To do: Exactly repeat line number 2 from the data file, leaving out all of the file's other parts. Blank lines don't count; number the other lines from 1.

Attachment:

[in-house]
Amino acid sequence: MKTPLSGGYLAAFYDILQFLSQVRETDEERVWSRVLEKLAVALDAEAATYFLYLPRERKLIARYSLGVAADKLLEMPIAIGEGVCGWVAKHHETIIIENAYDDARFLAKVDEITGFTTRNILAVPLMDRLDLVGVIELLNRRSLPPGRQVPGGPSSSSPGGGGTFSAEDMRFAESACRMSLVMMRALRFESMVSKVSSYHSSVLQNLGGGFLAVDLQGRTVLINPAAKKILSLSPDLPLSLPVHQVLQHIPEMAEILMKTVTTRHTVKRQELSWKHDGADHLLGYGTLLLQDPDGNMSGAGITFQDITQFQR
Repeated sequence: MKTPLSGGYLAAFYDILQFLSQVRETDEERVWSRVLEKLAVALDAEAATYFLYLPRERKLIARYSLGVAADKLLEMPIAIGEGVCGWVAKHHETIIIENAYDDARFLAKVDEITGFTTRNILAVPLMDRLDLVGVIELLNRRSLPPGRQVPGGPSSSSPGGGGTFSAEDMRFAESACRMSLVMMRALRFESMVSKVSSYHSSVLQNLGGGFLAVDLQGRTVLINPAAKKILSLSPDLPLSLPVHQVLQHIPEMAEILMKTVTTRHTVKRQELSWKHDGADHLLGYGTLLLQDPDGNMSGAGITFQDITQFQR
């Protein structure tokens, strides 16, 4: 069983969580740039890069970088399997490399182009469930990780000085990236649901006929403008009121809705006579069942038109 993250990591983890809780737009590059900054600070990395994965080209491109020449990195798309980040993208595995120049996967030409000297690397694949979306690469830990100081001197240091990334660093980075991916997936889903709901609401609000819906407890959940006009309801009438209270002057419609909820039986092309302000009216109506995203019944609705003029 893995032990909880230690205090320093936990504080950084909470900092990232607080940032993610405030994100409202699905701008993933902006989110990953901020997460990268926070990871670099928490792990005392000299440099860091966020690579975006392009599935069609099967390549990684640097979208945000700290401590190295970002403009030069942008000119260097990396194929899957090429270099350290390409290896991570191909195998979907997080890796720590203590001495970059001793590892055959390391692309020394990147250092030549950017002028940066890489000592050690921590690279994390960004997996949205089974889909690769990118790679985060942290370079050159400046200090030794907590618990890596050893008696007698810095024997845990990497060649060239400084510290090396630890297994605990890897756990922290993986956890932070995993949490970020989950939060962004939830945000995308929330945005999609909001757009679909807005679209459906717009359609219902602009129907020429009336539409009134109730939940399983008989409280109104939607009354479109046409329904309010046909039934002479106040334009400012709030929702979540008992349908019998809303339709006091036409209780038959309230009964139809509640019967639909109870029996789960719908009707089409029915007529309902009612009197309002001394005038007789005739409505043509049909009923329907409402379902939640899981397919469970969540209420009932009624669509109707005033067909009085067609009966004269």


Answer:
Amino acid sequence: MKTPLSGGYLAAFYDILQFLSQVRETDEERVWSRVLEKLAVALDAEAATYFLYLPRERKLIARYSLGVAADKLLEMPIAIGEGVCGWVAKHHETIIIENAYDDARFLAKVDEITGFTTRNILAVPLMDRLDLVGVIELLNRRSLPPGRQVPGGPSSSSPGGGGTFSAEDMRFAESACRMSLVMMRALRFESMVSKVSSYHSSVLQNLGGGFLAVDLQGRTVLINPAAKKILSLSPDLPLSLPVHQVLQHIPEMAEILMKTVTTRHTVKRQELSWKHDGADHLLGYGTLLLQDPDGNMSGAGITFQDITQFQR